Bloomberg Soda Ban Huge Waste of Time, Effort, Money
March 12 is fast approaching, fellow New Yorkers, so make sure you’re getting quality time in with large, sugary drinks before the Bloomberg soda ban is unleashed. Once March 13 rolls around, if you’re looking to add a 2-liter bottle of soda to your Domino’s order you can fuggedaboutit.
It seems like Bloomberg is trying to do the right thing here — he’s looking out for the health of New Yorkers, right? We all know salt, sugar, trans fats and smoking are bad. But the collateral damage to our wallets and environment isn’t worth it.
According to the New York Post, last week the city Health Department began sending brochures to businesses that would be affected by the latest ban, including restaurants, bars and any "food service" establishment subject to letter grades.
While merchants will have to make adjustments, the changes are going to affect consumers in a way that’s less favorable. Consumers will now have to pay higher unit prices for smaller bottles. Banning the $3 2-liter bottle of Coke means that customers have to buy six 12-ounce cans to get the same amount of soda, but have to cough up an extra $4.50 (figure that each can is about $1.25, making the total $7.50).
"I really feel bad for the customers," said Lupe Balbuena of World Pie in Carroll Gardens, Brooklyn.
I’m sure you do Lupe, I’m sure you do.
A Domino’s on the Upper East Side of Manhattan is getting rid of the 20-ounce and 2-liter bottles, their most popular drink sizes. This too, will cost the consumer more, not to mention increasing the amount of trashed plastic in the environment.
Plastic pitchers, which hold more than 60 ounces, will probably need their own state if restaurants can’t find a more creative way to use them after the ban.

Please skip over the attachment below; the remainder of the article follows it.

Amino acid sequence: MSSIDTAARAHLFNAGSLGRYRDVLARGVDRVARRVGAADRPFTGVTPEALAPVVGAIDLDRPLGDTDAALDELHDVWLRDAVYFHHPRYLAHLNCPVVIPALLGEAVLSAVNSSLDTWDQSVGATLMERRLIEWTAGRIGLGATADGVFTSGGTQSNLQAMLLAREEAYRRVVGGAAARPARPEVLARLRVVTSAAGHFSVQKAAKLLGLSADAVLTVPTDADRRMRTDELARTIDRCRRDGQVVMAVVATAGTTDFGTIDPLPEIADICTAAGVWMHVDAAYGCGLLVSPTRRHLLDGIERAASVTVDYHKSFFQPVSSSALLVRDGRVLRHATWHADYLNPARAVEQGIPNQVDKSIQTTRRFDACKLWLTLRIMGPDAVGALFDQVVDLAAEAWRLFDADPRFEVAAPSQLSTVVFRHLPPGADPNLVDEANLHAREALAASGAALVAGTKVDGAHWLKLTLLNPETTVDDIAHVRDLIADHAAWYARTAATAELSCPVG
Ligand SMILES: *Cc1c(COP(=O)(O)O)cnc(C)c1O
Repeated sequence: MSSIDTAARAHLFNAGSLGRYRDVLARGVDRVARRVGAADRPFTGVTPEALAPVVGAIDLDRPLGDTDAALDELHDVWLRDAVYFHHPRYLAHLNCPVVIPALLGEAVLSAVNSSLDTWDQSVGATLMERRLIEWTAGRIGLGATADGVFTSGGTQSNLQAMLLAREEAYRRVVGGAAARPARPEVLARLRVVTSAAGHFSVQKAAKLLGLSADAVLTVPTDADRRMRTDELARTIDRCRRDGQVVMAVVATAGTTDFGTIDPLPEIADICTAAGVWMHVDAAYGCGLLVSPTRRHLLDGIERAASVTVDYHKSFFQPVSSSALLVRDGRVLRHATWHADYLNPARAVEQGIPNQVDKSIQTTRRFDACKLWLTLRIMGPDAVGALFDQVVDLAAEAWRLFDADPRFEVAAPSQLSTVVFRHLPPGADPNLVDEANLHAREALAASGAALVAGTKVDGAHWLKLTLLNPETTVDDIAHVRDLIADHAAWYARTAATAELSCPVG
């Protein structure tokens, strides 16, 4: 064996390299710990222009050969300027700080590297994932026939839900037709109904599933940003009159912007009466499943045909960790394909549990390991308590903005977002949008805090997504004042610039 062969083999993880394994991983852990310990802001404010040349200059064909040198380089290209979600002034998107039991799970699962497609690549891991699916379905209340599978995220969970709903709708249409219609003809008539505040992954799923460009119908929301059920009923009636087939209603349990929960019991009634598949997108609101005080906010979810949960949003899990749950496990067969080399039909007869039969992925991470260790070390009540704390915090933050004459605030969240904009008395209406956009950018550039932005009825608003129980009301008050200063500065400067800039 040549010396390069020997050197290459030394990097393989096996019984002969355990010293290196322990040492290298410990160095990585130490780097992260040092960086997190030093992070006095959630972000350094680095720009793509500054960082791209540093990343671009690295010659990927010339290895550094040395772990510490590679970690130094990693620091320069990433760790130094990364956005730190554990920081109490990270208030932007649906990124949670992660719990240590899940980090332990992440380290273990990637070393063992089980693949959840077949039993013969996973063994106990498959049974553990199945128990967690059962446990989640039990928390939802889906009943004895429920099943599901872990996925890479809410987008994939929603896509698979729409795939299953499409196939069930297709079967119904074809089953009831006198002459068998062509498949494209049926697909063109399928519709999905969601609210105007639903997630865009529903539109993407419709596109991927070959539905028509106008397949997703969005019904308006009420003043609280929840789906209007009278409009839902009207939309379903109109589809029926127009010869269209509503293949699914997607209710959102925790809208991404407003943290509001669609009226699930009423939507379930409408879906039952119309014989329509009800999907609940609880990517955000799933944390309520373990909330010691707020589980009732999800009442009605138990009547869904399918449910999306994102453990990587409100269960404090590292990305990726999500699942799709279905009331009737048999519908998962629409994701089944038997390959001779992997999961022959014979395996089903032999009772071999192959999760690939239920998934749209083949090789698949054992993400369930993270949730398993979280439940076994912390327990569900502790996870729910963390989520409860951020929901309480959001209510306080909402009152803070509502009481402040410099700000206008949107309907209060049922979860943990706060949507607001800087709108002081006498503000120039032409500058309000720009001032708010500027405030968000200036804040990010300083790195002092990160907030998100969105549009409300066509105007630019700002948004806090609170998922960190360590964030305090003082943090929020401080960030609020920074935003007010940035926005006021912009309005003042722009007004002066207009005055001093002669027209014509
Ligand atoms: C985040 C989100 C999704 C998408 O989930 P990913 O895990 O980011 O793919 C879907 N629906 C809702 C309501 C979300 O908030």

Frames bowling alley in Times Square, where 26-ounce pitchers are served at kids’ parties, has the right idea: "We’re figuring out a way to have freshly squeezed juice for the birthday parties. We might have to raise the price about a dollar or so," he said, noting drinks with 100 percent juice are exempt from the ban.
Club hoppers, this is going to affect you too. Buying bottles at the bar no longer grants you a full complement of mixers, unless it’s water or 100 percent juice, because carafes commonly hold 32 ounces and the most common mixers are sodas, juices and tonic water.
"Oh, my God. Seriously?" said Lamia Sunti, owner of the swanky West Village club Le Souk Harem.
It doesn’t make sense to me either, Lamia. Alcoholic drinks, fruit smoothies without added sweetener, coffee drinks and milk shakes made with 50 percent milk, and diet sodas (the word diet doesn’t mean they’re healthy, folks) are not subject to the ban, so what about drinks with miniscule amounts of sugar?
Vendors need to get out their calculators and start determining if their beverages have more than "3.125 calories per ounce" or they’ll be facing violations of $200 each. So multiply the amount of calories by the violation price, divided by the number of people affected, take the square root of NYC’s debt, carry the one, borrow from the tens place and we get ... a sincere idea (thanks Nanny Bloomberg) but a complete waste of legislative time and money.